👋🏻 Hi, I’m Chris.

I’m a software engineer.

I believe in

  • Ethical, appropriate and sensible application of big data and ML.
  • Taking a pragmatic approach to automated testing (test coverage isn’t everything).
  • Designing systems that minimise carbon emissions and energy usage during their operational life.
  • Being accountable for the products you build.
  • Empowering users to achieve their goals, rather than mollycoddling them and making decisions for them.
  • Harnessing creative chaos where it’s useful, but limiting it when it’s not.

My super powers include clean systems interface design and domain modelling, particularly for esoteric legacy systems.

I work for Media Molecule, as a Principle DevOps Engineer.

This ‘blog’ catalogues my various personal analyses and opinions of things that I find interesting, or projects I’ve undertaken.

A Crunchless Hackathon

Hackathons or Hackdays or “Innovation Days” or whatever you want to call them have been a mainstay in tech for a while now. Sometimes, they’re seen as a simple “fix” for an organisation that’s lacking innovation (spoiler: that’s not how they work). But, just so we’re all on the same page: A Hackathon is a time limited sprint where (primarily) software is created I’ve been purposely vauge here - but I think this definition encompasses most things that someone would call a “Hackathon”.
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This is fine 🔥 (no, it’s not)

I’m a staunch advocate of sustainability. Being an engineer, I make things - and one of my life goals is for everything I build to use as little energy (and therefore carbon emissions) as possible. Because, in my view, I can contribute to limiting climate change, even in a small way.

This week, the UK has seen the hottest temperatures in recorded history. All of our infrastructure experienced failures - roads, railways, electricity grids. There were droughts, and the firefighters were busier than they have ever been since World War 2. Our homes are ill equipped for these kinds of temperatures and this will cost lives.

Most news outlets were quite clear: this heatwave is a direct result of climate change. The Sun and the Daily Express gave it a different spin - we’re all getting a free holiday right on our doorstep! Hooray! 🙄

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Is everyone going to build the Metaverse?

Ever since Meta (nee Facebook) announced their intention of building “the Metaverse” in their Facebook Connect conference keynote in 2021, changing their name in the process - the world has been simultaneously enthrealled, amused and terrified by the idea of spending more of their time in a virtual world rather than the real one. Maybe it’s because they remember the dystopian setting of Ready Player One, where people live in towering stacks of containers because their cities have become uninhabitable due to overcrowding and energy shortages are commonplace - and the only way to escape is through the OASIS “metaverse” - leading them to neglect to fix the problems with physical society in preference to enjoying a virtual one instead.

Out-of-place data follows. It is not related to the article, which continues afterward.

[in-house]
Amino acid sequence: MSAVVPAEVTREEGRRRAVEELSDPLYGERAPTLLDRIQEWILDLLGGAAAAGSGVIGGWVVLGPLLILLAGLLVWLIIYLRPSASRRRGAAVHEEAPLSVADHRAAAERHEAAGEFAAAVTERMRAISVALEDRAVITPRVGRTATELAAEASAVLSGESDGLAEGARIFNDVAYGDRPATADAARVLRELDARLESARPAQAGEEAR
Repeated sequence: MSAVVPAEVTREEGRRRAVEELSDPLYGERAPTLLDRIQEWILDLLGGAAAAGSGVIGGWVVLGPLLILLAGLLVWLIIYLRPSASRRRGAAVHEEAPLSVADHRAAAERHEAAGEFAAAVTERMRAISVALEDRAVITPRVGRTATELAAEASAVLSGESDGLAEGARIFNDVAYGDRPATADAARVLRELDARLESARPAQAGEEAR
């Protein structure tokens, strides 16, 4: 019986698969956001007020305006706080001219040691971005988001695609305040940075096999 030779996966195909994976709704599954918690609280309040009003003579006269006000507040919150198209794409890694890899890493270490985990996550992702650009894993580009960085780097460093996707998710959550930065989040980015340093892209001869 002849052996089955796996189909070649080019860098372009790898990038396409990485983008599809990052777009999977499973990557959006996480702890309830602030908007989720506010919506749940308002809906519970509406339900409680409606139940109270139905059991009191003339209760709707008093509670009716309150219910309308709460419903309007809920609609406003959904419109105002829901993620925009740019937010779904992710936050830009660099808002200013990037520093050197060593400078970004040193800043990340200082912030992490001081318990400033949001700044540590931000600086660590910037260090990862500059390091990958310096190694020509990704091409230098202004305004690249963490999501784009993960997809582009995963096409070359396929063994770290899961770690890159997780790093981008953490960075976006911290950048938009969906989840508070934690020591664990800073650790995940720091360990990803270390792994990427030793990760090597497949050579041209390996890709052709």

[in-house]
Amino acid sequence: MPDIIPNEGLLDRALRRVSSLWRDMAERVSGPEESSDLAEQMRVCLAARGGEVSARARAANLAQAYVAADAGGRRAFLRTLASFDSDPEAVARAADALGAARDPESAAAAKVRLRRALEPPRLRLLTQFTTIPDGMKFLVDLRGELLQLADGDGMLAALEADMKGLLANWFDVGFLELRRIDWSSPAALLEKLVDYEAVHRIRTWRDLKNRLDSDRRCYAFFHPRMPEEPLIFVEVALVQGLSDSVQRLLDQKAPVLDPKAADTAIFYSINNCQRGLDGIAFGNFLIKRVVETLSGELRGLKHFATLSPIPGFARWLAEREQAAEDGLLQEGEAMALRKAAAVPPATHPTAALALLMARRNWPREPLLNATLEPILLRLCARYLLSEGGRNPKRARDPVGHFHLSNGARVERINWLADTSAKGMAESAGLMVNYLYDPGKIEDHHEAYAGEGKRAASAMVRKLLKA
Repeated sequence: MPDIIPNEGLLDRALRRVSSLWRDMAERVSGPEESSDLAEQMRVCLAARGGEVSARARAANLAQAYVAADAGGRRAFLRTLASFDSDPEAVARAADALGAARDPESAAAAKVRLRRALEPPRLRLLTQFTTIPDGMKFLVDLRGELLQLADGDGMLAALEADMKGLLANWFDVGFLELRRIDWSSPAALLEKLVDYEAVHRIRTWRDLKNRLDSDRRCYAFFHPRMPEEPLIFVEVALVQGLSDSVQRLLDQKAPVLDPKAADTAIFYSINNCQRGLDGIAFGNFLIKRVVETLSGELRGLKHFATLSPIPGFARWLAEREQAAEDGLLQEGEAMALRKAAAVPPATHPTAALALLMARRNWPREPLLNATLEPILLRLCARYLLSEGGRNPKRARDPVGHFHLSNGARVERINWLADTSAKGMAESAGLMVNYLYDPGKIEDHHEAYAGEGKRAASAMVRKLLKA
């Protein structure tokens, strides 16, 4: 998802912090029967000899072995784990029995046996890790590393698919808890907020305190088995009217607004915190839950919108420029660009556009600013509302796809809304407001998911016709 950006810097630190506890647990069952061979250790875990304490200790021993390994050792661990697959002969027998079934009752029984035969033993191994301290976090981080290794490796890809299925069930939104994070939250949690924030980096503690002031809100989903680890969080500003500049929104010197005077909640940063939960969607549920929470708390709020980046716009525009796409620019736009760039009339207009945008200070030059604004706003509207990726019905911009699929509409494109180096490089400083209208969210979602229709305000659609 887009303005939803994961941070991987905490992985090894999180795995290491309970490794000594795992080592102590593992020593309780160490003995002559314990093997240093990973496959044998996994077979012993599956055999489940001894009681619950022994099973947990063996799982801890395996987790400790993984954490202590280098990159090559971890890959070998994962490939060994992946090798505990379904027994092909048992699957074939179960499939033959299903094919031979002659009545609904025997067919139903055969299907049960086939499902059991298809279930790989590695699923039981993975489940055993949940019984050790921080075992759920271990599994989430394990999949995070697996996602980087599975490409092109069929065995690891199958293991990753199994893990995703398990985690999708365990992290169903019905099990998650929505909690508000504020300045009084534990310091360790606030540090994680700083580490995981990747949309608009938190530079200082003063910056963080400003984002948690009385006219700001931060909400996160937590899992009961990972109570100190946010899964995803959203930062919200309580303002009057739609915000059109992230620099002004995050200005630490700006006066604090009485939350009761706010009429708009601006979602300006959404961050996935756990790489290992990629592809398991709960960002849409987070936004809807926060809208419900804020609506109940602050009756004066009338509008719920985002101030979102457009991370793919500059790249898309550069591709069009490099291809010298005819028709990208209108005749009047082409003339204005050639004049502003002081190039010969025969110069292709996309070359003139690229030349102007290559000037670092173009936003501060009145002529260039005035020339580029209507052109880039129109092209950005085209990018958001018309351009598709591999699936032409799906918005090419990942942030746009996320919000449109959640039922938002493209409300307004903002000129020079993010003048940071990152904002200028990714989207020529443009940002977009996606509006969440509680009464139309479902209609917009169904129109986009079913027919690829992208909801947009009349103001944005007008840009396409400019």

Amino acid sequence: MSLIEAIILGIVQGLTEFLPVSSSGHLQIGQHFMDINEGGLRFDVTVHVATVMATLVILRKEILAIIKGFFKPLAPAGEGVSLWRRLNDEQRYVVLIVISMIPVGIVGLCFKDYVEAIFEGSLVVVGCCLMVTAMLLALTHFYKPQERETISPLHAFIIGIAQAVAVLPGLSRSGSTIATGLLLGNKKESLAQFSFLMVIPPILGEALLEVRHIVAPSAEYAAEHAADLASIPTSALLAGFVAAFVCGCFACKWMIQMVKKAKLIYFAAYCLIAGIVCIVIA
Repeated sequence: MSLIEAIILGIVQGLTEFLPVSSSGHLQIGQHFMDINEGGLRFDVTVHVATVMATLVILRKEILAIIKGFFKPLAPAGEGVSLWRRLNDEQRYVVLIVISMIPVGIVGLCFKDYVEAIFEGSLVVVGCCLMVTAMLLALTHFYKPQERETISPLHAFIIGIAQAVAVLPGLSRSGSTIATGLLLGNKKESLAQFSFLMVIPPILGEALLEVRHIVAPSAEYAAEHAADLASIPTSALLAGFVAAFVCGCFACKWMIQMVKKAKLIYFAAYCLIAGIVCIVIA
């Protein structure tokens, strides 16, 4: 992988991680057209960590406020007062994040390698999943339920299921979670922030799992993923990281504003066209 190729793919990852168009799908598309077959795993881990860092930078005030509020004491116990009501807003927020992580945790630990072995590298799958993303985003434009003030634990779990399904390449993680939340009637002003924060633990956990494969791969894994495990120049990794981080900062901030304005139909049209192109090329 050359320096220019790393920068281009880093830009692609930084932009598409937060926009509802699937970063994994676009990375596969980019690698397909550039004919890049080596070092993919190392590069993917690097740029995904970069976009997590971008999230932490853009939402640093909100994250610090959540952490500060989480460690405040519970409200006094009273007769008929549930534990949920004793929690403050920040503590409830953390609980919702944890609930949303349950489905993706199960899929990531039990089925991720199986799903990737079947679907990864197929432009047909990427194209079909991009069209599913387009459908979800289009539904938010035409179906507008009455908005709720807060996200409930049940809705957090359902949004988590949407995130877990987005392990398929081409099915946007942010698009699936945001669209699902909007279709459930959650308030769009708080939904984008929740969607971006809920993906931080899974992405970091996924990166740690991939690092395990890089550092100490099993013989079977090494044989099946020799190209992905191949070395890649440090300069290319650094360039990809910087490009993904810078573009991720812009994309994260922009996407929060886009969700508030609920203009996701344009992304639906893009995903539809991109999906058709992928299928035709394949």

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Crowdfunding Witch-hunt: Debunking Debunks of Aurora Nutrio

Many moons ago, I was a host on a podcast called The Gadget Crowd.

I’m the guy on the far left, raising my eyebrow

My role was to do the deep dives into the technical feasibility of the projects that we talked about - usually tempering the hyperbolic claims of the campaigns into something more realistic. I also featured a number of exceptionally bizarre campaigns claiming everything from a perpetual motion machine powered by demonic forces (legitimately what the project claimed), to a device that was designed to release your inner chi by regularly beeping (who’s campaign text read much like the incoherent ramblings of someone with severe psychosis).

Over the years, many crowdfunded tech projects have come and gone, and the public has now experienced a range of outcomes from great success (for example the RiutBag, which delivered exactly as intended and is a ongoing business delivering new, useful, products regularly), to great failures (like Juicero - which was a legitimate, but dumb, idea that just failed), to outright scams (like ZNAPS - where backers have now resorted to magic incantations trying to get their money back). The general public has seen it all.

Fast forward a few (cough five) years, and there’s /r/shittykickstarters

Now, let me say, most of the posts on this subreddit are legitimately bad campaigns - which are either unfeasible, physically impossible or in some other way questionable (e.g. rebrands of products available from contract manufacturers). But sometimes, those redditors are a bit too ready to take up their pitchfork

Take this one, Aurora Nutrio

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